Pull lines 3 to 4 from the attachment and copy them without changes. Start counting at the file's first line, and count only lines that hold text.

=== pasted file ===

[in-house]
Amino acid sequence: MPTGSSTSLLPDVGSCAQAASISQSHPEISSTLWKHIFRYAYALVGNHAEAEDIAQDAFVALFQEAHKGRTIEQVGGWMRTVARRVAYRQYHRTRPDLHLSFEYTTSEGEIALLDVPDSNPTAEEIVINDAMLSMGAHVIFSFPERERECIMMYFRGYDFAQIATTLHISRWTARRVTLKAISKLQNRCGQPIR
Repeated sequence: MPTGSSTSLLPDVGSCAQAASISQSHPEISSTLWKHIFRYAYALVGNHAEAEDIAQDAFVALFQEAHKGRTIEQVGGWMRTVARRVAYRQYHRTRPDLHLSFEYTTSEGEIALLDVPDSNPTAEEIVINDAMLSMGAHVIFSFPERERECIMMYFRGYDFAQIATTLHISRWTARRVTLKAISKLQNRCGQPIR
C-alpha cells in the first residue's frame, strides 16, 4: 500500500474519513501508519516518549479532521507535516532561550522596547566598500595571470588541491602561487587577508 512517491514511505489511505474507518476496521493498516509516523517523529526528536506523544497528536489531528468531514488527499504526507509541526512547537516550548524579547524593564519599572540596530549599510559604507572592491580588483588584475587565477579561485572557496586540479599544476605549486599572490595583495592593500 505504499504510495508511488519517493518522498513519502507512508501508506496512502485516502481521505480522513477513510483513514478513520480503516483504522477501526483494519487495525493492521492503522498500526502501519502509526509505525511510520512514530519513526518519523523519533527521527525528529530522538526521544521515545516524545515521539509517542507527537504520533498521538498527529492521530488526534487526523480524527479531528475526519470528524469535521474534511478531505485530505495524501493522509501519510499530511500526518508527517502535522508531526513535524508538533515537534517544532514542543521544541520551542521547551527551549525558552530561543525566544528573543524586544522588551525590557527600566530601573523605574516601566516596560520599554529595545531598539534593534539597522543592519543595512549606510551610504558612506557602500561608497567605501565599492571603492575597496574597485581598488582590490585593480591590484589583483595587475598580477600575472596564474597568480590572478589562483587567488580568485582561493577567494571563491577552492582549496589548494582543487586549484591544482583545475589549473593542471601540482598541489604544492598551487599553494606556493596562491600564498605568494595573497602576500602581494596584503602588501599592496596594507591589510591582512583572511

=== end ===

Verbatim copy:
Repeated sequence: MPTGSSTSLLPDVGSCAQAASISQSHPEISSTLWKHIFRYAYALVGNHAEAEDIAQDAFVALFQEAHKGRTIEQVGGWMRTVARRVAYRQYHRTRPDLHLSFEYTTSEGEIALLDVPDSNPTAEEIVINDAMLSMGAHVIFSFPERERECIMMYFRGYDFAQIATTLHISRWTARRVTLKAISKLQNRCGQPIR
C-alpha cells in the first residue's frame, strides 16, 4: 500500500474519513501508519516518549479532521507535516532561550522596547566598500595571470588541491602561487587577508 512517491514511505489511505474507518476496521493498516509516523517523529526528536506523544497528536489531528468531514488527499504526507509541526512547537516550548524579547524593564519599572540596530549599510559604507572592491580588483588584475587565477579561485572557496586540479599544476605549486599572490595583495592593500 505504499504510495508511488519517493518522498513519502507512508501508506496512502485516502481521505480522513477513510483513514478513520480503516483504522477501526483494519487495525493492521492503522498500526502501519502509526509505525511510520512514530519513526518519523523519533527521527525528529530522538526521544521515545516524545515521539509517542507527537504520533498521538498527529492521530488526534487526523480524527479531528475526519470528524469535521474534511478531505485530505495524501493522509501519510499530511500526518508527517502535522508531526513535524508538533515537534517544532514542543521544541520551542521547551527551549525558552530561543525566544528573543524586544522588551525590557527600566530601573523605574516601566516596560520599554529595545531598539534593534539597522543592519543595512549606510551610504558612506557602500561608497567605501565599492571603492575597496574597485581598488582590490585593480591590484589583483595587475598580477600575472596564474597568480590572478589562483587567488580568485582561493577567494571563491577552492582549496589548494582543487586549484591544482583545475589549473593542471601540482598541489604544492598551487599553494606556493596562491600564498605568494595573497602576500602581494596584503602588501599592496596594507591589510591582512583572511